Sheep have the legal right-of-way on two of Madrid’s busiest streets. What? Sheep on the streets of a major European city?
Madrid streets Alcalá (east-west) and the Castellana (north-south) are part of Spain’s nation-wide system of livestock routes, used for centuries to take animals between summer and winter pastures until it became easier to move them by truck or stay year-round in containment lots.
The traditional calendar called for two migrations every year: down from the high summer pastures in the early fall before the first snows, back up to those pastures in the late spring. Some of the original migrations took weeks and crossed half the country, between summer pastures in the mountains well north of Madrid to winter pastures in southern or western Spain.
Today most of the longest migrations are no longer necessary, but even now some four – six day migrations take place. Walking these traditional routes with the flocks is sometimes the best way to reach isolated grazing areas.
A bit of history: Created in the middle ages for the powerful sheep-owners organization (the “Mesta”), these routes are a highway system for migratory livestock, an incredible network of primary, seconday, terciary routes and rest areas.
Depending on category and location, route width varies from 82 to 20 yards, reach a total length of about 125,530 kilometers (78,000 miles) in Spain and cover about 1% of Spain’s total area. This sounds unbelievable, but the routes are the animals’ road and dining room, so they need to be wide enough to sustain large herds during long migrations.
The full network of livestock routes is public land with public right-of-way, but as the routes fell into disuse in the middle of the twentieth century, local governments and private individuals began using the land for farms, private homes, highways, streets, golf courses, soccer fields and other uses, often cutting off the legal right-of-way for animals and people.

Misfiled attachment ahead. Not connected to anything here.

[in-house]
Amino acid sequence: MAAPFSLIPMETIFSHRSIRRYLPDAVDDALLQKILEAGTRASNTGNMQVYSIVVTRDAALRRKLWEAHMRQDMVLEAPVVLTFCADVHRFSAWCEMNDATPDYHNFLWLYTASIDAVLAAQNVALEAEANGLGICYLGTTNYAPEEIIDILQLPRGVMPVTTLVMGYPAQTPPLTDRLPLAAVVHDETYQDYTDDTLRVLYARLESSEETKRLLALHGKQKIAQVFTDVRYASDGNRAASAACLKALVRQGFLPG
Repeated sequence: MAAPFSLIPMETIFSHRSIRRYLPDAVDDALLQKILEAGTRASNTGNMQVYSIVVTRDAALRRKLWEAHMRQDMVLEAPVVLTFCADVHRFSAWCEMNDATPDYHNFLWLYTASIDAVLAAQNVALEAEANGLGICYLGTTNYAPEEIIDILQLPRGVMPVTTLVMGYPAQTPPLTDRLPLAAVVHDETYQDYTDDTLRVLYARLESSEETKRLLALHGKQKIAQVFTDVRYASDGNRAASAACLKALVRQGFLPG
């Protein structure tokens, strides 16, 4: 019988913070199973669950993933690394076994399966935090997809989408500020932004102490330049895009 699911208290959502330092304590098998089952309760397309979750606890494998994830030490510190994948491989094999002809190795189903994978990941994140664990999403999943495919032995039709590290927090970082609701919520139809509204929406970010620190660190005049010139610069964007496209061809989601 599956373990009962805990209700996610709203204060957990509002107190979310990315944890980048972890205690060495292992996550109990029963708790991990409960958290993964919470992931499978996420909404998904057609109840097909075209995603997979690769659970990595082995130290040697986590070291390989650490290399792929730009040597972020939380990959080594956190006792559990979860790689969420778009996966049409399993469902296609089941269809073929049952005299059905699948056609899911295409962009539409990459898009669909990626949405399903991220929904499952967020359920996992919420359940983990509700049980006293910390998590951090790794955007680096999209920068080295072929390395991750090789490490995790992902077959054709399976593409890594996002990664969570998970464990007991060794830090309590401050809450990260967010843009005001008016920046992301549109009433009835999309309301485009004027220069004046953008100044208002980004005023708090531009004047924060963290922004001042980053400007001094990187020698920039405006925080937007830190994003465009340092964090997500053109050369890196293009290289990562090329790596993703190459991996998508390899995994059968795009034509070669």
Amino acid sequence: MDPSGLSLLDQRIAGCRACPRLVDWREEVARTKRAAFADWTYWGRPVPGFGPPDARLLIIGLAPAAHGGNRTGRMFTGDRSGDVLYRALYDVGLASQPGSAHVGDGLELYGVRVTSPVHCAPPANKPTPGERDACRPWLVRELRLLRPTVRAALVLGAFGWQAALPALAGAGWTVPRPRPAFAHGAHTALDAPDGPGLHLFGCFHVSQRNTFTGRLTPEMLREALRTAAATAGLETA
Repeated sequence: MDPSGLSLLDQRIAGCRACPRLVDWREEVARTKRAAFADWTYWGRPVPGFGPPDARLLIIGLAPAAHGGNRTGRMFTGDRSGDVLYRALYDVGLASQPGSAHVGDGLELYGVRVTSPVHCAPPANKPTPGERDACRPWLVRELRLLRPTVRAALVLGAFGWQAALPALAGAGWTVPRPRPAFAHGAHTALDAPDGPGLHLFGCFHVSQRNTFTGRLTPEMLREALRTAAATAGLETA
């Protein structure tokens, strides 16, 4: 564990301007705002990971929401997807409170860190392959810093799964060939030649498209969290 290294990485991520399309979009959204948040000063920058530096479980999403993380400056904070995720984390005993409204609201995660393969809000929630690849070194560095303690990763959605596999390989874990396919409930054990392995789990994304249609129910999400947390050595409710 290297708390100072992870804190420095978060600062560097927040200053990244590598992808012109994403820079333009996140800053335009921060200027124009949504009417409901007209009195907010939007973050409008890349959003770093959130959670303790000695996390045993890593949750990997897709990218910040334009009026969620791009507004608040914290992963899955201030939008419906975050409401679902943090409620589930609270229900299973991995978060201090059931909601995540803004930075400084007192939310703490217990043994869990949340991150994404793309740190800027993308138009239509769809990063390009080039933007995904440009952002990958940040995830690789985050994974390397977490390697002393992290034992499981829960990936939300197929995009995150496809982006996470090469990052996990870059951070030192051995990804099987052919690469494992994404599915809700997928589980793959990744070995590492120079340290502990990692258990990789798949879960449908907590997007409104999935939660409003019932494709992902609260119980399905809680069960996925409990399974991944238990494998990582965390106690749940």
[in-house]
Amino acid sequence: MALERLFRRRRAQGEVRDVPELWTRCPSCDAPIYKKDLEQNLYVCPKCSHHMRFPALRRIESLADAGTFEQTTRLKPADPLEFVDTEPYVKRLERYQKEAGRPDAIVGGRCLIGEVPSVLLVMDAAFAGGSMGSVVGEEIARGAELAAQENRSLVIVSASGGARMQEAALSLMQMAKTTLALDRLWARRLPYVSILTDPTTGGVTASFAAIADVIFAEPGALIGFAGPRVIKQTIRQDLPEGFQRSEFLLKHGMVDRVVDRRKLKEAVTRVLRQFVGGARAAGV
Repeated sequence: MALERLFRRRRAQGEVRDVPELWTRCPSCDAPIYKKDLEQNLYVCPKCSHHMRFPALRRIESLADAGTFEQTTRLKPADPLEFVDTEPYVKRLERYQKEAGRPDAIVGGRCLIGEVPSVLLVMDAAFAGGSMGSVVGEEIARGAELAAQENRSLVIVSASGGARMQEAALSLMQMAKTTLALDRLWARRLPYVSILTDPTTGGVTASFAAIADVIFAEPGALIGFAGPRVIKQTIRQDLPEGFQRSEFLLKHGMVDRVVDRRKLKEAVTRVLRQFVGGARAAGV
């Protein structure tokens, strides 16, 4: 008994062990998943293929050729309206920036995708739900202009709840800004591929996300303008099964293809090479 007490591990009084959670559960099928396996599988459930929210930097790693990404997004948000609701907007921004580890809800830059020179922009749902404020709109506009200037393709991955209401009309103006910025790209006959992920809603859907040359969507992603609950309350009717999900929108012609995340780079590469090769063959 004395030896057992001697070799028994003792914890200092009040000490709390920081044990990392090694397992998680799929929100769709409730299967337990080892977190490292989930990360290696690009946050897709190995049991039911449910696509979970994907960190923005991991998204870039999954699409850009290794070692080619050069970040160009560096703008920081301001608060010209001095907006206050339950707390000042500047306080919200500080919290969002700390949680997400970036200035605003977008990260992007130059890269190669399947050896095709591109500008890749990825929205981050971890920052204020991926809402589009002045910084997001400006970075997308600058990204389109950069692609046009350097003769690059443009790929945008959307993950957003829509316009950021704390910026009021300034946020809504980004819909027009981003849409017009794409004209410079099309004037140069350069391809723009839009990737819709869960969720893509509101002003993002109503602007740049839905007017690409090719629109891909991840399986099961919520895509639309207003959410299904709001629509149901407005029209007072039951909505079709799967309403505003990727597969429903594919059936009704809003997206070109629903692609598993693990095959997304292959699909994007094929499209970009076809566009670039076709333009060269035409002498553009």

Protests by ecologists and the remaining migrating herders forced some protective legislation in the eighties and nineties. There are still infractions against the routes, but now there is a legal structure in place to protect this part of Spain’s rural heritage, varying in effectiveness depending on the region.
And now? With the growing popularity of active tourism in rural areas, walkers, bikers and horseback riders are finding new uses for these old routes. Even without four-footed companions, these routes are a great way to see rural Spain.
European Union mandates to protect traditional lifestyles also help. Originally with EU funding, Spain funded partial recovery of a few migrations, using different routes and stopping in towns and cities along the way to educate the young (and remind the old) about a way of life from Spain’s not-too-distant past.
In Madrid, this is a sight to behold. As part of the traditional ceremony, the head shepherd, in full regalia, pays the traditional tax to the mayor of Madrid. And for a Sunday morning each year, Madrid’s streets belong to the sheep and to their keepers.
The streets are crowded with people, the sheep endure excited children and way too much asphalt, snatching mouthfuls of street-side greenery whenever they can. Elderly men comment on the flock, still knowledgeable of rural ways after forty or fifty years in Madrid. The herds are accompanied by shepherds, musicians, and groups of people from the herds’ home territory, all dressed in traditional costumes for this “sheep fiesta” in Spain’s capital. In the last few years, cell phones and digital cameras have added an amusing touch to this event: imagine a woman in a long skirt and wooden clogs on a rope-haltered donkey talking on a cell phone! A quirky mixture of old and new, modern and traditional, like all of Spain
So during your next trip around Spain, if you see a herd of sheep, cows or goats on the streets of Madrid or rural highways, slow down, stand aside and enjoy the sight. You’re seeing part of a centuries-old tradition.